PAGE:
This article is reprinted with permission from
The American Jewish Joint Distribution Committee, Inc.

HAVANA – Many of those in Havana's main synagogue had traveled for hours to get there. In crowded buses the Cubans came from Santiago, Camaguey and Santa Clara. In small charter planes Americans flew in from Baltimore, New York and Washington. From Chile, Argentina, and Mexico, Latin American Jewish leaders had also come. As they all witnessed the torahs being brought into Havana's newly renovated Patronato synagogue, there were tears of joy and many smiles. For many years, this moment had only been a dream. A dream that has now come true.

Dr. Jose Miller, long-time leader of Cuba's Jewish community, stood proudly at the refurbished pulpit as he addressed the many Cuban, Latin American and North American Jewish leaders who had made their way to Havana for the rededication ceremony. "My friends, this synagogue and community center were first opened in 1953. Much has happened since then. This day, represents a new beginning for the Patronato. Today, we celebrate not only the renovation of a building, but the revival of a community. We are so happy to share this new beginning with our Jewish brothers and sisters everywhere."

The rededication of the synagogue and community center is being recognized as a milestone in the Jewish history of Cuba – a Jewish history that is both rich and largely unknown in the West.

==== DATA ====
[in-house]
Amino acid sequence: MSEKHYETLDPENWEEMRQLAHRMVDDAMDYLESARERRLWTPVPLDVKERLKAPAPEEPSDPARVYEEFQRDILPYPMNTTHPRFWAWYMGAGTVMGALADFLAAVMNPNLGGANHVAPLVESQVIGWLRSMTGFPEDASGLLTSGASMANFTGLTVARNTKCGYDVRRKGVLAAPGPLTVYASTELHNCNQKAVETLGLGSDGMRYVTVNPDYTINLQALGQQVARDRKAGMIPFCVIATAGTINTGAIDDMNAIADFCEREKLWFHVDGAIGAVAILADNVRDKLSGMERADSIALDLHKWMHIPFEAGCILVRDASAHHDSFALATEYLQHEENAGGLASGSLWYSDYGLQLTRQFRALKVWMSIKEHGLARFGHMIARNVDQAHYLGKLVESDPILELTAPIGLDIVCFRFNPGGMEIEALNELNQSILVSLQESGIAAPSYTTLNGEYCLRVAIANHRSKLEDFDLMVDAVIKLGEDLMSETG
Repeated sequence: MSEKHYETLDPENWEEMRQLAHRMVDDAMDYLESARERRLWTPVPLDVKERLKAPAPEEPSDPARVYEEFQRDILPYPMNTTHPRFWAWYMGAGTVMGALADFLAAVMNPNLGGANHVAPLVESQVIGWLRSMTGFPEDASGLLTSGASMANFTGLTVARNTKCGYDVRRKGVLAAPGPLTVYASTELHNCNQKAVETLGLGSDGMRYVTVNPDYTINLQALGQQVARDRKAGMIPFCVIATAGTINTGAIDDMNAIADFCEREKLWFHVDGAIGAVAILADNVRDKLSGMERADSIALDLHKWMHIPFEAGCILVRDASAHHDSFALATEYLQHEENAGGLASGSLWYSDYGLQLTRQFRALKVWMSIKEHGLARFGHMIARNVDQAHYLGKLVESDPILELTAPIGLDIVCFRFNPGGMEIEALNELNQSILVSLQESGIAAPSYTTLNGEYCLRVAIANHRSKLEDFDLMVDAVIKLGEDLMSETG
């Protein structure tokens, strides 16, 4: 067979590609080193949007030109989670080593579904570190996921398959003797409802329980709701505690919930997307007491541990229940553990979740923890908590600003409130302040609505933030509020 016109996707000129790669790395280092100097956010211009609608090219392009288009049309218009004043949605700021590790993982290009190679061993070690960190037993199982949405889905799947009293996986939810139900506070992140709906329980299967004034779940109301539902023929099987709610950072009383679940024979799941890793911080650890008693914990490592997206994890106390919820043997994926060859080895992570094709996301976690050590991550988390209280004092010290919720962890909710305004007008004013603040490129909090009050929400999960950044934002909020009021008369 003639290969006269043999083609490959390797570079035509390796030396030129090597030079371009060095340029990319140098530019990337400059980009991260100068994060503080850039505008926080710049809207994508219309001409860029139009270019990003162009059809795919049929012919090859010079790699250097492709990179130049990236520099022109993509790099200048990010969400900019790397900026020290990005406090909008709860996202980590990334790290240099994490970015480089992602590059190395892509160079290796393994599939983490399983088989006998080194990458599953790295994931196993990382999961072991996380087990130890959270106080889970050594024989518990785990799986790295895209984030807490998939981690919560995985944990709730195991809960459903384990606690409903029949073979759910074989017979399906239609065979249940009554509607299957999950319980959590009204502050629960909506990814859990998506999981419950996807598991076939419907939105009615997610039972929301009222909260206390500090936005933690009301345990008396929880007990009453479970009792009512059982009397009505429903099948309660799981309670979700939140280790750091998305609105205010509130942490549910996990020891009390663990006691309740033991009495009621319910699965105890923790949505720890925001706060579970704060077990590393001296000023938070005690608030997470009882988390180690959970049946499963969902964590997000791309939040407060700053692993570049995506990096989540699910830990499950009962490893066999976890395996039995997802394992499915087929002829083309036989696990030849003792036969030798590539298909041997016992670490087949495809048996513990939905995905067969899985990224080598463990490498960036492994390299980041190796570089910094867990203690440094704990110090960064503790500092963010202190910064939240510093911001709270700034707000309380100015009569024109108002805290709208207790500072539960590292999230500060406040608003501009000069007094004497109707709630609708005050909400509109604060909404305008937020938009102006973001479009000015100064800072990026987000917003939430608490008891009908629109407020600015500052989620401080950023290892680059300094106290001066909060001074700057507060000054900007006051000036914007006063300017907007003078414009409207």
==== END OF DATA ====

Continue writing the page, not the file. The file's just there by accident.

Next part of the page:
Adele Dworin, the unofficial historian of Havana's Jewish community could not stop smiling. "When I was a little girl here in Havana, there was a strong Jewish community. Then, it all stopped, almost completely. Ten years ago, I was the youngest person working in the Patronato – and I was not young. Today," she giggles, "I am one of the oldest. So many young people are coming back. Isn't that wonderful?"

At one time, Cuba's Jewish community was the most prosperous in the Latin American world. Cuba played host to a large number of Jewish Americans who visited the island regularly and even formed burial societies with plots secured in Havana's Jewish cemetery.

Things changed overnight during the 1959 Revolution, as almost 90% of Cuban Jewry fled their homeland. The overwhelming majority of Cuban Jews who remained assimilated almost totally.

In 1992, in the wake of the disintegration of the Soviet Union, the Communist Congress of Cuba announced that Cubans could be religiously involved and still remain members in good standing of the Communist party. Eliminating the stigma of visible religious identification and expression was a crucial element in creating an environment hospitable to Jewish renewal.

Ivan Glait, JDC's Program Manager in Cuba, recalls with a smile, what it was like for those Jews who practiced their religion throughout. "When they had seven people and three torahs in a room, this was recognized as a ‘Cuban minyan!'" Glait and his wife Cynthia are responsible for overseeing the activities of every Jewish community in Cuba. He says the hard work of the communities across the island is producing results. "Big moments like this rededication are wonderful," he said. "Another big moment will come this summer when a young Jewish couple will become the first to be married in the newly refurbished Patronato. They met through Jewish community service at the synagogue. Now they will be married here."